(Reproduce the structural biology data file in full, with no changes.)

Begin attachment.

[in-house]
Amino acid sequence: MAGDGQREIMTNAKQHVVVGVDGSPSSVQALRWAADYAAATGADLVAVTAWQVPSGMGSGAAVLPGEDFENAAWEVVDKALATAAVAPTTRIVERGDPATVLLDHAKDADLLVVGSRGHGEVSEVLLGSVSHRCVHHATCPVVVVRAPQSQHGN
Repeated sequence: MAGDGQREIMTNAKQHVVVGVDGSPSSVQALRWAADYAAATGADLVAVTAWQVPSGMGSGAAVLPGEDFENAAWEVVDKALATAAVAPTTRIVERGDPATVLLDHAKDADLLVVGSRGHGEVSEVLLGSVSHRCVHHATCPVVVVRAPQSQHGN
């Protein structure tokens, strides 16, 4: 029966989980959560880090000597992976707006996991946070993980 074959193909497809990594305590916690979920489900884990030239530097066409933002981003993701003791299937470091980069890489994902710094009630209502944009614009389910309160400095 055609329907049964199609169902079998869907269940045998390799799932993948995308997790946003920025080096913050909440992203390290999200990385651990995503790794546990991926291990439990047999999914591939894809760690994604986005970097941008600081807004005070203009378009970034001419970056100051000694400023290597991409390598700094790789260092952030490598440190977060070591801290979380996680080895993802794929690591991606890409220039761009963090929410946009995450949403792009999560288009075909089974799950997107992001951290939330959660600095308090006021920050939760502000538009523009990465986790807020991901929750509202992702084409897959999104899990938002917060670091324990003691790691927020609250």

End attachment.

[in-house]
Amino acid sequence: MAGDGQREIMTNAKQHVVVGVDGSPSSVQALRWAADYAAATGADLVAVTAWQVPSGMGSGAAVLPGEDFENAAWEVVDKALATAAVAPTTRIVERGDPATVLLDHAKDADLLVVGSRGHGEVSEVLLGSVSHRCVHHATCPVVVVRAPQSQHGN
Repeated sequence: MAGDGQREIMTNAKQHVVVGVDGSPSSVQALRWAADYAAATGADLVAVTAWQVPSGMGSGAAVLPGEDFENAAWEVVDKALATAAVAPTTRIVERGDPATVLLDHAKDADLLVVGSRGHGEVSEVLLGSVSHRCVHHATCPVVVVRAPQSQHGN
């Protein structure tokens, strides 16, 4: 029966989980959560880090000597992976707006996991946070993980 074959193909497809990594305590916690979920489900884990030239530097066409933002981003993701003791299937470091980069890489994902710094009630209502944009614009389910309160400095 055609329907049964199609169902079998869907269940045998390799799932993948995308997790946003920025080096913050909440992203390290999200990385651990995503790794546990991926291990439990047999999914591939894809760690994604986005970097941008600081807004005070203009378009970034001419970056100051000694400023290597991409390598700094790789260092952030490598440190977060070591801290979380996680080895993802794929690591991606890409220039761009963090929410946009995450949403792009999560288009075909089974799950997107992001951290939330959660600095308090006021920050939760502000538009523009990465986790807020991901929750509202992702084409897959999104899990938002917060670091324990003691790691927020609250």